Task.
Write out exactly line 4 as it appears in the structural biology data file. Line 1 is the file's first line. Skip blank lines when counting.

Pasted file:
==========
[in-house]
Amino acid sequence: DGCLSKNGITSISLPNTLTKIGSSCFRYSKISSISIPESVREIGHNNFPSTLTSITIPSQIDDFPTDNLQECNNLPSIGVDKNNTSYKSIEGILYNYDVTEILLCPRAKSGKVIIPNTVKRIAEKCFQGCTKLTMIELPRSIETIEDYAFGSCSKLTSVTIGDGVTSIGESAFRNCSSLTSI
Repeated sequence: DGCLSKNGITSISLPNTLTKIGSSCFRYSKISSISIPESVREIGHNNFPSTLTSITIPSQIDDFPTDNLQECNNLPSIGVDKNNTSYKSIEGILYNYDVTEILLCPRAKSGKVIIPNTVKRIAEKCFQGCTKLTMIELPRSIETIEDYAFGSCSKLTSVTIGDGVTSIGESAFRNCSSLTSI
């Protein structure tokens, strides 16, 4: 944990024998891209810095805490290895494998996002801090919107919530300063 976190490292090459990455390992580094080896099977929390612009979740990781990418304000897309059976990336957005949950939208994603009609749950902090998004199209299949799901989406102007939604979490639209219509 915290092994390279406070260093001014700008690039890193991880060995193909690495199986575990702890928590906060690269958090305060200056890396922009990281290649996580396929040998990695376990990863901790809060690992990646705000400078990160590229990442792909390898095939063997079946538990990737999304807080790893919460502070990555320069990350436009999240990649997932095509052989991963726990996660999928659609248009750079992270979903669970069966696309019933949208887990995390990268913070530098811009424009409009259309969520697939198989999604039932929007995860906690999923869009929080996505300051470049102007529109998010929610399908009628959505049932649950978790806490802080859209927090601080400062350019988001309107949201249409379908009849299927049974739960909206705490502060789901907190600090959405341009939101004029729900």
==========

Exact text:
């Protein structure tokens, strides 16, 4: 944990024998891209810095805490290895494998996002801090919107919530300063 976190490292090459990455390992580094080896099977929390612009979740990781990418304000897309059976990336957005949950939208994603009609749950902090998004199209299949799901989406102007939604979490639209219509 915290092994390279406070260093001014700008690039890193991880060995193909690495199986575990702890928590906060690269958090305060200056890396922009990281290649996580396929040998990695376990990863901790809060690992990646705000400078990160590229990442792909390898095939063997079946538990990737999304807080790893919460502070990555320069990350436009999240990649997932095509052989991963726990996660999928659609248009750079992270979903669970069966696309019933949208887990995390990268913070530098811009424009409009259309969520697939198989999604039932929007995860906690999923869009929080996505300051470049102007529109998010929610399908009628959505049932649950978790806490802080859209927090601080400062350019988001309107949201249409379908009849299927049974739960909206705490502060789901907190600090959405341009939101004029729900």